Heading home at dusk in Mozambique

A boy returns home with his family herd at dusk in Lhate Village, Chokwe, Mozambique. Livestock farming offers unique features to support local livelihoods and economies in developing countries (photo credit: ILRI/Stevie Mann).

The year 2014 was declared the International Year of Family Farming. As the year comes to a close, the Food and Agriculture Organization of the United Nations (FAO) last month launched a book, Deep Roots, that shines the spotlight on the important role that family farming plays in sustainable food production and conservation of natural resources.

FAO was the implementing agency of the International Year of Family Farming. Over the course of the year, FAO championed intense policy dialogue on family farming involving governments, networks of family farmers, civil society organizations, research institutions, academia and the private sector.

Deep Roots reflects the momentum generated by these discussions and captures diverse experiences, perspectives and insights on family farming from various authors and institutions from around the world.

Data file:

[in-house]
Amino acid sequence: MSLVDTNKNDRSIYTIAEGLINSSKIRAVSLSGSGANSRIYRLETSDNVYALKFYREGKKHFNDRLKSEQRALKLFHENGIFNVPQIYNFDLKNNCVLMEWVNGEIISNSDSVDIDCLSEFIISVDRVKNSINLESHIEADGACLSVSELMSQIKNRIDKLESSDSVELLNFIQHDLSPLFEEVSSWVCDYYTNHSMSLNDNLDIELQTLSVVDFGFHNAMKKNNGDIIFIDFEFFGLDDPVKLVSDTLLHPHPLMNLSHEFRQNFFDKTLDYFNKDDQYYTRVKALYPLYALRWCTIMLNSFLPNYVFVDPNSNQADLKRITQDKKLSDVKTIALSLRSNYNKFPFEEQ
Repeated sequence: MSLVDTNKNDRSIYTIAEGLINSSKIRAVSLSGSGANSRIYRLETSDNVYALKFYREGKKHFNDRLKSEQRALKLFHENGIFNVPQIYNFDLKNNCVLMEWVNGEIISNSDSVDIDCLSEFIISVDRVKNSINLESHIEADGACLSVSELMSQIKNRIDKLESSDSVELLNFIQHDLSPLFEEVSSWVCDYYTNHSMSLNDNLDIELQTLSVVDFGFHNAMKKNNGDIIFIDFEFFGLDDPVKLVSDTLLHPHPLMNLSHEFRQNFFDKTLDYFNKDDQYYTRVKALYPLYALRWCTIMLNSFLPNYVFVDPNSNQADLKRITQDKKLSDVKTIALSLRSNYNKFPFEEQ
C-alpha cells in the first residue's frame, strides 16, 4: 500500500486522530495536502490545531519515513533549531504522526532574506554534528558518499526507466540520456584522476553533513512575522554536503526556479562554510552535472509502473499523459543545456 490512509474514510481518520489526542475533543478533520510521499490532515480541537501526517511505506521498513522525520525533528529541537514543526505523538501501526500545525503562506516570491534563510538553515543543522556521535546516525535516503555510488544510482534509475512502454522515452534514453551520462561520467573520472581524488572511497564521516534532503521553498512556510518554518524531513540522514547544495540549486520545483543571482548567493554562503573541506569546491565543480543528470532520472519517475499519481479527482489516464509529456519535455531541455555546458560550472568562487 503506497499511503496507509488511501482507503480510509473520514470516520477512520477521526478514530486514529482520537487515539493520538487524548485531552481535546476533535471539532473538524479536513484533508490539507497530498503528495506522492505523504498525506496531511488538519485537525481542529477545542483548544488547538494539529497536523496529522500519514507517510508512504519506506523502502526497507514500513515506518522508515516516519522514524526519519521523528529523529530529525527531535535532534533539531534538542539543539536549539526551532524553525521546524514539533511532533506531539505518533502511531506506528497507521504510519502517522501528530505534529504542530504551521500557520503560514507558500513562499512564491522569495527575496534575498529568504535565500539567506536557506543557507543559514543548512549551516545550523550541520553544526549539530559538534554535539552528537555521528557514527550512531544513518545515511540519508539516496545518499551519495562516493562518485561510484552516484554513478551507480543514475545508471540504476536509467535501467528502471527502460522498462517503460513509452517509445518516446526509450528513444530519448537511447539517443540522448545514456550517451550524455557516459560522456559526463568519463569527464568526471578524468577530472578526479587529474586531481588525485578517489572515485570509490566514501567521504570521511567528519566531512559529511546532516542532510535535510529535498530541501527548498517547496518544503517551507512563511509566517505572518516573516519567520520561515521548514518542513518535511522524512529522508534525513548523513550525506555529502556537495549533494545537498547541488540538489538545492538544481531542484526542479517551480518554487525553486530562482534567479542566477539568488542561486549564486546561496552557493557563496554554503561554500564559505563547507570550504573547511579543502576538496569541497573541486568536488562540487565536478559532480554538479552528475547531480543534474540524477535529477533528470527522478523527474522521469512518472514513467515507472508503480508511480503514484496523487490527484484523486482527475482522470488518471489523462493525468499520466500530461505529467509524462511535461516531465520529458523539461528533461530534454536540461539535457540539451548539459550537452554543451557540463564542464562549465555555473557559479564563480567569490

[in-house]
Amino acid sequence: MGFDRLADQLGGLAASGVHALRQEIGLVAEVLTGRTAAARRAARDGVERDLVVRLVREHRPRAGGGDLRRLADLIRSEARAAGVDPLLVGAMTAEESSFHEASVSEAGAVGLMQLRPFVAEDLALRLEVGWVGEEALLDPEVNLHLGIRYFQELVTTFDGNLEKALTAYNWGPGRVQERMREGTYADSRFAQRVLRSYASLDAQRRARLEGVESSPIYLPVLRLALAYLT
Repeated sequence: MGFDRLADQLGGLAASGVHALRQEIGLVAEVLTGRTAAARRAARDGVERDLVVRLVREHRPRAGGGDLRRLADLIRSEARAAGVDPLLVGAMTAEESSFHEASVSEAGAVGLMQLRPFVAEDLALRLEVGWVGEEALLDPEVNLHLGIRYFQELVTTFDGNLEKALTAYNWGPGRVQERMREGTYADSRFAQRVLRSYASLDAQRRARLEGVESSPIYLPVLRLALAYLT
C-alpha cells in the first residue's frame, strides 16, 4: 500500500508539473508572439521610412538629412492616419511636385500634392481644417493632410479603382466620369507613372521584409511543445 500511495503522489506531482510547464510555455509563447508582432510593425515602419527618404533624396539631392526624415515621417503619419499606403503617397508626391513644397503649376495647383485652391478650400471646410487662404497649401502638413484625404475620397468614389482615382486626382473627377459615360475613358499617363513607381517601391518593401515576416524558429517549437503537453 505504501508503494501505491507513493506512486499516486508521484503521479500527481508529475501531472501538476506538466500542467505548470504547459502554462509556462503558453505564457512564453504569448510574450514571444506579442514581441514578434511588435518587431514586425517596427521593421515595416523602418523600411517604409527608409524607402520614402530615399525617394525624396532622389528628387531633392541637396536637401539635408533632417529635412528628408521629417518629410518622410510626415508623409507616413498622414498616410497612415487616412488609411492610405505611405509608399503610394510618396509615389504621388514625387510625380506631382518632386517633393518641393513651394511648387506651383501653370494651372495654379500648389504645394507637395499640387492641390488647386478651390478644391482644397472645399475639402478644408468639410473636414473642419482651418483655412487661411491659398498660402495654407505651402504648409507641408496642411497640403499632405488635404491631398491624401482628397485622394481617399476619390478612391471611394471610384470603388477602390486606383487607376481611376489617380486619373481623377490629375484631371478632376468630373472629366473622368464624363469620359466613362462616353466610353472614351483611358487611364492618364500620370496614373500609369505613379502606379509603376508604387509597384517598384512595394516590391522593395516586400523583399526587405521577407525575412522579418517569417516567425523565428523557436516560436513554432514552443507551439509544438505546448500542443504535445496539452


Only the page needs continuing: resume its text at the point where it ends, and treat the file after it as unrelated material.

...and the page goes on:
Scientists from the International Livestock Research Institute (ILRI) contributed a chapter that highlights the role of smallholder livestock farming in supporting local livelihoods and economies in developing countries.

“Smallholder family farms still dominate livestock production in most developing countries, especially with ruminant animals such as cattle, water buffalo, sheep and goats,” the authors note.

“These animals can remain productive by subsisting largely on low-cost roughages, stovers and other crop by-products produced or gathered locally, providing smallholders with a comparative advantage over larger livestock producers.”

The book was launched in Manila, Philippines on 27 November 2014 at the global closing event of the International Year of Family Farming.

Access the electronic version of the book, Deep Roots

Access the chapter, Livestock farming boosts local economies in developing countries, by ILRI’s Steve Staal, Susan MacMillan, Jacqueline Escarcha and Delia Grace